A clean bird bath filled with fresh water will be the most attractive to birds, and knowing how to clean a bird bath safely and thoroughly will allow birders to maintain backyard water sources easily.
Why Cleaning Is Necessary
No one wants to drink dirty, polluted water, including birds, but clean water is more important than just for taste. Dirty water can spread different diseases to flocks of backyard birds and encourages gnat, mosquito and other insect populations that can in turn infect humans and other animals.
Dirty water can have odors that may attract other pests, and algae and dirt accumulation can stain a bird bath so it can never be restored to its original beauty. Clean water, on the other hand, is more attractive to the birds, safer for all wildlife and will bring a wider variety of birds to your yard.
Minimizing Dirty Bird Baths
The easiest way to clean a bird bath is to ensure it doesn’t get dirty. While all baths will eventually need to be cleaned, there are steps that can minimize the need for more frequent cleanings.
- When refilling the bath, dump out old, stagnant water instead of just adding more to the basin.
- Rinse the bath briefly with a pressure hose at every refill to remove sticky debris and feces.
- Position the bath away from feeders so spilled seed or hulls will not land in the water.
- Keep the bath out of reach of pets and do not allow children to play with the water.
- Choose a shady spot for the bath to minimize algae growth and slow evaporation.
- Position the bath where it will not be clogged by grass clippings, falling leaves and other debris.
No matter how carefully a bird bath is maintained, however, it will still need regular cleanings.
Easy Steps to Clean a Bird Bath
Cleaning a bird bath is not difficult, if you have the proper tools to keep the bath sparkling and take the time to be sure it is thoroughly cleaned.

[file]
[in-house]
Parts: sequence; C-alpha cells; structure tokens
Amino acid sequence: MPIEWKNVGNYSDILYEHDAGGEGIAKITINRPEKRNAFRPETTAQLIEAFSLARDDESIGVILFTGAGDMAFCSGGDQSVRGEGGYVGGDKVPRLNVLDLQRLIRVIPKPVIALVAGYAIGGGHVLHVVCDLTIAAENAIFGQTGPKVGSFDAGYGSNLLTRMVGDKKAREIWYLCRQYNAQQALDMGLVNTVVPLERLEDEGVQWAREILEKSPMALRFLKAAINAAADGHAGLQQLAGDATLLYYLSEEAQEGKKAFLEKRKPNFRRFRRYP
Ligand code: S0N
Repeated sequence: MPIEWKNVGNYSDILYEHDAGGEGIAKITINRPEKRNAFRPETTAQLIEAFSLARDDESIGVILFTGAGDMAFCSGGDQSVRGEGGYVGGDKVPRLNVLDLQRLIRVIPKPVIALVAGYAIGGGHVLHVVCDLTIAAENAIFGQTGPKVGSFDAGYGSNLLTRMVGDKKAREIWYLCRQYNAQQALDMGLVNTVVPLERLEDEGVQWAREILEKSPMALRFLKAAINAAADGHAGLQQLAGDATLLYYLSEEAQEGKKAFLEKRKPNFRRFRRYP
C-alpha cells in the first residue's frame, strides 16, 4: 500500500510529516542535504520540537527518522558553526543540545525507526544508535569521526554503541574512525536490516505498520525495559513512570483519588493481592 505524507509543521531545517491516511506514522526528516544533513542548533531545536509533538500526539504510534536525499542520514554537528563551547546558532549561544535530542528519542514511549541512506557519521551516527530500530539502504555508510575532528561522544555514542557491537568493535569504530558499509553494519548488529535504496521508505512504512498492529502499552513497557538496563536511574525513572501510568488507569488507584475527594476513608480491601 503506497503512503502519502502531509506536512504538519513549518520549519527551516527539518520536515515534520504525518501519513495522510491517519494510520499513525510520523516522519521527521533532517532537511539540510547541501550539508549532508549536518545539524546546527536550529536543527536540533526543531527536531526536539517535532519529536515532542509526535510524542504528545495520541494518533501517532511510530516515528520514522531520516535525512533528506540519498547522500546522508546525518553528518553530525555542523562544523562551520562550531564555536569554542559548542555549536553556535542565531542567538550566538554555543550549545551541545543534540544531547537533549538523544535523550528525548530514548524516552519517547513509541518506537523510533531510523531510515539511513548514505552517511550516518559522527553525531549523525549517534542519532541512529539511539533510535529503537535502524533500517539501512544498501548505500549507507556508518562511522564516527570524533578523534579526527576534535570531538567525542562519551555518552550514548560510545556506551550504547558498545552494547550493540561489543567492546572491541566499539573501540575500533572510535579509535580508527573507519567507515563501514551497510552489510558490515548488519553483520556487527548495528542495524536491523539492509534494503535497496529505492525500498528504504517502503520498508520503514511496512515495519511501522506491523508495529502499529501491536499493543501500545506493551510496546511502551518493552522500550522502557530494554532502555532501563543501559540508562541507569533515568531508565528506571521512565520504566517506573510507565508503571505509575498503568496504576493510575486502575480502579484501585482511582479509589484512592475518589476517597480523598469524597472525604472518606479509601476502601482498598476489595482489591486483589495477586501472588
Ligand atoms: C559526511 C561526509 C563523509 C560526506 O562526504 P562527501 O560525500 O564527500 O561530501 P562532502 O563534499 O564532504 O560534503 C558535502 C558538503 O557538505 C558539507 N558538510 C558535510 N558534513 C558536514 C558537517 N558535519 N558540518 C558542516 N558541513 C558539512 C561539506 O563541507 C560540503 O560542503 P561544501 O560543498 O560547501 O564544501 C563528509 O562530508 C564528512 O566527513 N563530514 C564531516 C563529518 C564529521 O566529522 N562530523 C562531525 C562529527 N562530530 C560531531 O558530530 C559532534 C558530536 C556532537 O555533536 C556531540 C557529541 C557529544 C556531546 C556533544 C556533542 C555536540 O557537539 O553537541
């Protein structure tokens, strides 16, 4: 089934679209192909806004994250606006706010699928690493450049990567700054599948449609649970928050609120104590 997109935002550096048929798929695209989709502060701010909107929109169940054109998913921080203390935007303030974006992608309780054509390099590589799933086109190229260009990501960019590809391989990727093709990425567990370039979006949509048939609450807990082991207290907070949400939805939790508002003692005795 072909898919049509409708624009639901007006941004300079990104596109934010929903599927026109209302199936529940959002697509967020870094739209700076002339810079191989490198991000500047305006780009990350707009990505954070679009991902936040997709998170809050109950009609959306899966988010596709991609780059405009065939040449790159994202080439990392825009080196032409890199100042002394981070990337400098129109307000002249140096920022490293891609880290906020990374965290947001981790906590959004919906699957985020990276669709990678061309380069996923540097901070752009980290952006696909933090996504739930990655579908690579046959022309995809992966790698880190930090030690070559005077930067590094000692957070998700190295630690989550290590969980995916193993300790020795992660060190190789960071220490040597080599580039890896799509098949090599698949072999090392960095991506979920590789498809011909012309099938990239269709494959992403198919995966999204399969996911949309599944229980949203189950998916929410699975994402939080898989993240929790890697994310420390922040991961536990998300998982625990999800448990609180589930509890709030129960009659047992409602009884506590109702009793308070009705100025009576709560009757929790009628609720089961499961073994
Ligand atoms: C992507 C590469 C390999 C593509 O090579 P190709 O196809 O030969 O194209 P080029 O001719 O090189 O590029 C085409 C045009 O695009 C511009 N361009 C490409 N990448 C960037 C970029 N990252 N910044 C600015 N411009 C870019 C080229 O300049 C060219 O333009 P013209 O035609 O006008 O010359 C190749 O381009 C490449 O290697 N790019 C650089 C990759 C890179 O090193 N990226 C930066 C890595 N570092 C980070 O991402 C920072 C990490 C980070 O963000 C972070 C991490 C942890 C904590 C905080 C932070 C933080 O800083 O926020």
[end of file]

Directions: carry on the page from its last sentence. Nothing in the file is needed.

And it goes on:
- Water - A nearby hose is best for easy rinsing and filling, but a bucket or tub will work
- Scrub Brush - Appropriate for bird bath construction to avoid damage or scratching
- Rubber Gloves - To protect hands from contamination either from dirty water or cleaners
- Chlorine Bleach - To thoroughly disinfect the bath and kill any algae or bacteria
Note: Always wear rubber gloves when cleaning a bird bath to avoid contamination from fecal matter in the water or on the surface of the bath.
To clean a bird bath...
- Dump out any old, stagnant water. This water can be dumped on the grass or nearby flowerbeds, but should not puddle where birds can use it before it evaporates.
- Use a disposable rag or the scrub brush to remove any large deposits of spilled seed, feces, debris or other contaminants. The pressure attachment of a hose can also be effective, but be mindful about wasting water.
- Use a solution of one part chlorine bleach to nine parts water to scrub the bath thoroughly. Scrub the basin, lip and any area of the bath where birds land, perch, drink or bathe. For extremely dirty bird baths, it may be necessary to allow the bleach solution to soak for several minutes. While soaking, monitor or securely cover the bath to be sure no birds approach the bleach-filled water.
- Rinse the bird bath thoroughly with running water until there is no persistent chemical foaming. A very slight chlorine smell may remain, but it should not be a strong or pungent odor (it should not smell as strong as a public pool, for example).
- Allow the bath to dry completely in bright sunlight, which will break down any remaining chlorine so it does not contaminate the refilled water or birds that use the bath. This is a good opportunity to clean the area around the bird bath, refill feeders or do other bird-related chores.
- Refill the bath with fresh, clean water, ensuring the basin is balanced and stable so it will not spill.
Tips for Cleaning Birdbaths
A clean, filled bird bath can be an oasis for many species of birds. For the best results when cleaning the bird bath…
- Thoroughly clean the bath 2-3 times per week depending on how many birds are using it.
- Use a jet or pressure hose setting to rinse the bird bath between regular cleanings.
- Clean the entire bird bath fixture and surrounding area at regular intervals.
- Keep the bird bath full to avoid concentrating pollutants in smaller amounts of water.
- Add a copper source to the water to inhibit algae and keep the bath cleaner.
- Consider adding enzymes approved for wildlife consumption (found at pet and bird supply stores) to a clean bird bath to minimize algae growth.
Cleaning a bird bath is not a difficult chore, but it is an essential one to protect the health of backyard birds and keep them supplied with fresh, safe water.